It has become more likely that our grandchildren will not think of computers when they hear the name Bill Gates.
When the Microsoft founder was interviewed by the “Today Show” in 1992, he predicted we would one day communicate through desktop computers using something called “electronic mail.” This morning, on the same program, Gates, mostly retired from his high tech pioneering, was just as excited about the achievements a foundation he and wife established to attack global health concerns. In one amazing example, India has now gone two full years without a single new case of polio.
If only some other American moguls used their fortunes to improve the health of our children or even our politics. More below the doodle.
Read that sentence again about what the Gates Foundation has helped achieve: India has now gone two full years without a single new case of polio. Gates put one of the world’s largest fortunes to work helping a Third World nation eradicate a disease that infected 350,000 people a quarter century ago and just 200 people last year. If he had to design his tombstone today, it is fair to argue it would be lead the reader to think about millions of vaccines rather than millions of software CD's.
It has been said that heavy concentrations of money and power will expose your true character. That says a great deal about the millionaires and billionaires around us who have used their money and power in ways that make them characters more deserving of epithets than rosy epitaphs.
Others are more qualified than me to crunch the numbers and tell us how many fewer children would get sick if the Koch Brothers used $250 million to promote vaccinations instead of spending it as they did on contributions to politicians who enriched their oil empire.
Closer to home, the Bradley Foundation spent $350 million during the previous decade to bankroll the voices of fringe thinking that put today’s tea party politicians in power. Untold numbers of abortions could have been prevented had such sums been put to work in comprehensive health education, contraception and affordable health care for young women and men instead of trying to put government inside every exam room, bedroom and uterus.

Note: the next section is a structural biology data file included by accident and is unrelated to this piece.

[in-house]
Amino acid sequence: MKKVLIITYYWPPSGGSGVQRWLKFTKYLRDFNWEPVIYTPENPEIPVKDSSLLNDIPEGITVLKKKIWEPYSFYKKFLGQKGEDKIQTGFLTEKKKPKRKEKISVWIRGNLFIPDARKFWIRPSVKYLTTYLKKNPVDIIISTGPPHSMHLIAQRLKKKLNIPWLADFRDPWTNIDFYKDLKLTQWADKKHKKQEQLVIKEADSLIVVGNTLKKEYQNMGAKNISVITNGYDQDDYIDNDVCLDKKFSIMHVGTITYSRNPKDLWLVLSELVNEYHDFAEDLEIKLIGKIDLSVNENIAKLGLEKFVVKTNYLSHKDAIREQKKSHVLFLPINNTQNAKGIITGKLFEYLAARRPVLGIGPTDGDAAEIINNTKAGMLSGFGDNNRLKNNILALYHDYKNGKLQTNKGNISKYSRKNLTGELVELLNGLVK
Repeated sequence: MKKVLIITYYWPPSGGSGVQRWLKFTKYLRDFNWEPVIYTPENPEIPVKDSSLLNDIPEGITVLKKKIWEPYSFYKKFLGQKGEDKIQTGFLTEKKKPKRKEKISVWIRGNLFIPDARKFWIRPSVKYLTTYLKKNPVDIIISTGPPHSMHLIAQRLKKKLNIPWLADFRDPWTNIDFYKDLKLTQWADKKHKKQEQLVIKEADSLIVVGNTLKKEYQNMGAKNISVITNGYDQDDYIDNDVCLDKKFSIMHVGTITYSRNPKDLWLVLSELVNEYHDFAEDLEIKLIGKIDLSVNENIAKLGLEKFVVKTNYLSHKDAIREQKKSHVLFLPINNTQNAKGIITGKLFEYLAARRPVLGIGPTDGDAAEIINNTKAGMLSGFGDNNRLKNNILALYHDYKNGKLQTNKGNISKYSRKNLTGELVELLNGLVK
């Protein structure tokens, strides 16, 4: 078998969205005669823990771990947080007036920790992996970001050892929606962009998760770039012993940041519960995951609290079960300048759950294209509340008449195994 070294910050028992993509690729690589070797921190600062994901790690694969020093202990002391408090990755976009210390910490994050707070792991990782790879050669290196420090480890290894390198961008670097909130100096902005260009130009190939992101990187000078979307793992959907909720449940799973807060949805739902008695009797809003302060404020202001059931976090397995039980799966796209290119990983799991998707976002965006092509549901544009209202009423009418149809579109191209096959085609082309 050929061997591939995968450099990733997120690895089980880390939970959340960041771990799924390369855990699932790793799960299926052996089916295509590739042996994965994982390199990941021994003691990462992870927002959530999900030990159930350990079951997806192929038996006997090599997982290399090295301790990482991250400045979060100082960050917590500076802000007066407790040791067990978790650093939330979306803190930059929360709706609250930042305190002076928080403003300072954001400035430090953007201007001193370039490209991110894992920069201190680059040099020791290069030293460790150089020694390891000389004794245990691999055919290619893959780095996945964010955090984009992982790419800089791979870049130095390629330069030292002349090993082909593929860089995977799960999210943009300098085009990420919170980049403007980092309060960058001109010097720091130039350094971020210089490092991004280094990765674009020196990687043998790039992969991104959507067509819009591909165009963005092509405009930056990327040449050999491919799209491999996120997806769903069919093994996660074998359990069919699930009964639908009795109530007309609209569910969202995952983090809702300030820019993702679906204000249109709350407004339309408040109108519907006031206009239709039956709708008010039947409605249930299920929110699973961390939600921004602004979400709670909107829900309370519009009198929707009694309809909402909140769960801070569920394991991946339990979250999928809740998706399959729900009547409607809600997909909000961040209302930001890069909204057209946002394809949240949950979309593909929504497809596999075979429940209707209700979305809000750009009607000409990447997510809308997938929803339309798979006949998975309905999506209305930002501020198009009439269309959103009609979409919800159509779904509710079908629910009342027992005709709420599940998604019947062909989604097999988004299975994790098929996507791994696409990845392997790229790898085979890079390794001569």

When looking at the $700 million spent by the Walton Family Foundation between 2005 and 2010 to attack and dismantle public education, it is impossible not to think such a legacy for the late John Walton would be better replaced with language like, “he spent $700 million on neighborhood public schools and played a significant role in the graduation rates, test scores and first-job incomes of countless young Americans who no longer have to depend on the charity of unelected profiteers for their education.” (Instead, an estimated 80 percent of WalMart workers are paid so poorly they qualify for food stamps.)
Of course, fantasizing about how tycoons could be benevolent instead of malignant to societal improvement always invites critical reminders that everyone has a right to spend their money as they see fit, no matter how much or how little. This is true, the goodness or badness of philanthropy is in the eye of the benefactor. However, today’s reminder of what Bill and Melinda Gates did with their dollars should serve as a message to all who don’t just put a value on money but on how it can create a legacy long after we’ve gone to some ethereal reward.
I would rather my legacy be that I bought some vaccines instead of some politicians.